Which Bible Version Should I Use?

Which Bible Version Should I Use?

I’ve received this question quite a bit over the last few weeks. So I thought I would write a short post about what every Christian should look for and look out for in regards to the translation they use for their Bible reading. There are many choices out there and one needs to be careful about the translation that they use because not all translations are the same in quality and faithfulness to the original manuscripts. Here are some questions to think about.

Is it faithful to the Original Manuscripts?

This is is place to start. You see the Bible wasn’t originally written in English, it was written in Koine Greek and Ancient Hebrew. These original manuscripts were then copied and handed down throughout the generations. These manuscripts have been wonderfully preserved by God and so we can be confident as we look at the original languages that we have the Word of God. Modern translations must remain faithful to these original manuscripts and what God intended His people to read. 

Some translations, in an attempt to be more readable, relatable, and relevant, take liberties with the wording and distort what God wrote. Most of the time, translations that would fall under this category are those that paraphrase God’s Word (like the Message), these are known as dynamic translations. Yet, this can also be those translations that do more of a “word-for-word” or formal translation. Now the everyday Christian doesn’t know Greek or Hebrew, so what should you do? Look to Godly men, institutions, and websites for help in understanding if a certain translation is faithful to the original languages. Just because you don’t know the languages, doesn’t mean that no one you trust doesn’t know the languages. Talk to your pastor or look online. More on that in a minute. 

Can I understand it? 

If a translation is faithful to the original languages but cannot be understood by the modern reader, is it still a good translation? No. Christians today need to find faithful translations that can also be understood without having a dictionary on them all of the time. This does not mean we compromise on the intended meaning of the text, rather we add another layer of necessity to our translations. A good translation can be both accurate and understandable. Nor does this mean we find a translation that does not stretch us in our understanding. A good translation should cause us to study. We don’t have to compromise on either end. Several translations have come out in the last 20-30 years that are both accurate and easily understood.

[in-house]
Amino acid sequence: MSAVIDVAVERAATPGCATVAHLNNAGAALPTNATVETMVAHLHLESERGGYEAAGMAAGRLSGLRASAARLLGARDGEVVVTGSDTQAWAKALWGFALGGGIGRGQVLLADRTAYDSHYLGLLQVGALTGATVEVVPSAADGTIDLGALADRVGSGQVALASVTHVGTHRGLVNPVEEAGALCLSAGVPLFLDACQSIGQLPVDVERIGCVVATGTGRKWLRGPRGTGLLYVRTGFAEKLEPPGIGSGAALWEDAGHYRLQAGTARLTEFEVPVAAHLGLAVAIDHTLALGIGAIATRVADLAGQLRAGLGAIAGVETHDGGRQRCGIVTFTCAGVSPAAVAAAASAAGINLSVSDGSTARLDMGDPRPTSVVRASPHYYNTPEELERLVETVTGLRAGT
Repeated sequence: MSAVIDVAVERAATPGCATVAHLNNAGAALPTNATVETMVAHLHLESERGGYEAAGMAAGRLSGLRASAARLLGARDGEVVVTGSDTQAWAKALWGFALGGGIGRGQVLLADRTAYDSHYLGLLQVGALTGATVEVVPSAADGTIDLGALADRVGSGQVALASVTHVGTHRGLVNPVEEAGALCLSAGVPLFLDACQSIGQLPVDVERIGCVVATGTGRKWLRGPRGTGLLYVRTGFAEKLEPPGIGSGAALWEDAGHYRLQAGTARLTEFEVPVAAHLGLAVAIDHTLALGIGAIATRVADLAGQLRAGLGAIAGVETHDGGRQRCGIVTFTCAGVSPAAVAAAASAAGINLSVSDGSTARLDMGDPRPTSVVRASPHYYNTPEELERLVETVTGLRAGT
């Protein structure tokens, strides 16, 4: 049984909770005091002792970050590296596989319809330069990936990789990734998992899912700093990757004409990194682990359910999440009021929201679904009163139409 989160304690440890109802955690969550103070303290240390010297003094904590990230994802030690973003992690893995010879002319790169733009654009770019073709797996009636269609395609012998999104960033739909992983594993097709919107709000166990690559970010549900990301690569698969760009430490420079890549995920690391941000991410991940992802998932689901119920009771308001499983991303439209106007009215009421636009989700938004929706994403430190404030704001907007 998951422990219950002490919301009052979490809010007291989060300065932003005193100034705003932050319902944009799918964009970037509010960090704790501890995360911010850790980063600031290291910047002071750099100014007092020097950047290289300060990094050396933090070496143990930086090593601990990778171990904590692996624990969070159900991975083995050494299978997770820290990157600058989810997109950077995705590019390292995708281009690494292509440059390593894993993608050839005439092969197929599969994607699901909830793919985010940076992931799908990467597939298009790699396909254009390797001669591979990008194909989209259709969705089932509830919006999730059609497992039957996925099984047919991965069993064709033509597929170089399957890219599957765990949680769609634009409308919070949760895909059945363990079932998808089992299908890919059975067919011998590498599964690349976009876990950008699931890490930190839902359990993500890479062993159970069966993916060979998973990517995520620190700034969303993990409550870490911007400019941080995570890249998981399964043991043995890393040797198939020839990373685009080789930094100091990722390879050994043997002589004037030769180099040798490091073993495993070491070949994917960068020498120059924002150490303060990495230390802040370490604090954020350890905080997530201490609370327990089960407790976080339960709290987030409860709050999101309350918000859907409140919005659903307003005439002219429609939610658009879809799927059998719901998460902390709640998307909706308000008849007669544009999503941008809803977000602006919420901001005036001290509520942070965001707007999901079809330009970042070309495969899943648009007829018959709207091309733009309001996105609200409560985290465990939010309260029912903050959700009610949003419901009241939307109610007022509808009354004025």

Have I studied this out?

If you go into a Christian bookstore and pick up the first Bible you see without doing any research whatsoever, you have not done your job. Every modern Christian should look up reviews online, read several versions at the same time, and/or talk to their pastor if they are wondering about which Bible is best for them. Don’t just assume that the Bible you’re using is a good translation. Most likely it’s fine, but it could be a poor translation or perhaps another translation would help you understand God’s Word better. If we take the time and effort to do a little bit of research, we might benefit ourselves in the long-run by having a deeper understanding of God’s Word.

As for me…

I preach and do my personal reading out of the English Standard Version. Although no translation is perfect, I trust the ESV and have found it to be very close to the original manuscripts. I believe it is a good balance of both formal and dynamic equivalency (It’s both accurate and understandable). I would also feel comfortable to recommend the New King James Version and the New American Standard Bible. Also I am looking forward to getting my hands on the recently released Christian Standard Bible which is the updated Holman Christian Standard Bible.

– Dean